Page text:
An American tobacco company has agreed to buy asthma drug maker Vectura, which has its headquarters in Chippenham, for £927 million.

Vectura, founded in 1997, makes inhalers and nebulisers, which enable patients to breathe in medication as a mist, either through a mouthpiece or a mask.

The irony is not lost on Philip Morris International Inc (PMI) - known for its Marlboro cigarettes.

The company is increasingly trying to branch out into more nicotine-free ventures and help invest in treatment of health conditions that their cigarettes can cause.

Jacek Olczak, chief executive officer of PMI, said: “The market for inhaled therapeutics is large and growing rapidly, with significant potential for expansion into new application areas. PMI has the commitment to science and the financial resources to empower Vectura’s skilled team to execute on an ambitious long-term vision. Together, PMI and Vectura can lead this global category, bringing benefits to patients, to consumers, to public health, and to society-at-large.”

But the government has been urged to scrutinise the deal made between PMI and Venctura, after concerns from anti-smoking groups such as the Tobacco Control Research Group.

Labour’s shadow health secretary Jon Ashworth and Ed Miliband, the shadow business secretary, have both also encouraged the government to step in.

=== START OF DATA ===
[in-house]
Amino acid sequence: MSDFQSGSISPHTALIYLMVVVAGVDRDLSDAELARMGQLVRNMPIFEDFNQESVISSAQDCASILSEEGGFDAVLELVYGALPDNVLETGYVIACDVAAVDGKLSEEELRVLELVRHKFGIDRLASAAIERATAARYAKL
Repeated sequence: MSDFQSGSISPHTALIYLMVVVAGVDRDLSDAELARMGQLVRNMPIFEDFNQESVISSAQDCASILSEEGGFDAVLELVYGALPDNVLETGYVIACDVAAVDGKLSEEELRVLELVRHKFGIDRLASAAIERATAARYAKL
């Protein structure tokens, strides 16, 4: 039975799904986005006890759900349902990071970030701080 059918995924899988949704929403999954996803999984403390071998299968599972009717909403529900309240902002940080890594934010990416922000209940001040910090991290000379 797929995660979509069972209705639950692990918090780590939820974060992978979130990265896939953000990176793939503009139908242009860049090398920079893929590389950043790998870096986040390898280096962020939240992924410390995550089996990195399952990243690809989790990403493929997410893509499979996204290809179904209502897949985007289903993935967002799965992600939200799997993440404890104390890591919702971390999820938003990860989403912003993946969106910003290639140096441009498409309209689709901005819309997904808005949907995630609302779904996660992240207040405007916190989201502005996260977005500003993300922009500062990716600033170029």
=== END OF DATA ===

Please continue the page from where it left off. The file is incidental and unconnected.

Michelle Mitchell, Cancer Research UK’s chief executive added: “It’s ironic that a tobacco company wants to invest in the lung health industry when their products are the biggest preventable cause of cancer, including lung cancer. If PMI really wanted to help, they could stop aggressively promoting and selling their products altogether.”

In documents seen by the Gazette, current Vectura staff had been advised the company intends to move part of its functions from its Chippenham headquarters to a new Inhalation Centre of Excellence in the South West of England.

PMI has confirmed it intends to continue with this plan but “does not intend to make any other material changes in the locations of Vectura’s headquarters and headquarter functions.”

Philip Morris is offering 150 pence in cash for every Vectura share, the companies said in a statement Friday. That’s 11% higher than Thursday’s closing price, and beats an offer from Carlyle Group Inc. that management had agreed to in May. The Carlyle Group are reportedly still mulling over their options.

A takeover battle could follow between the two companies.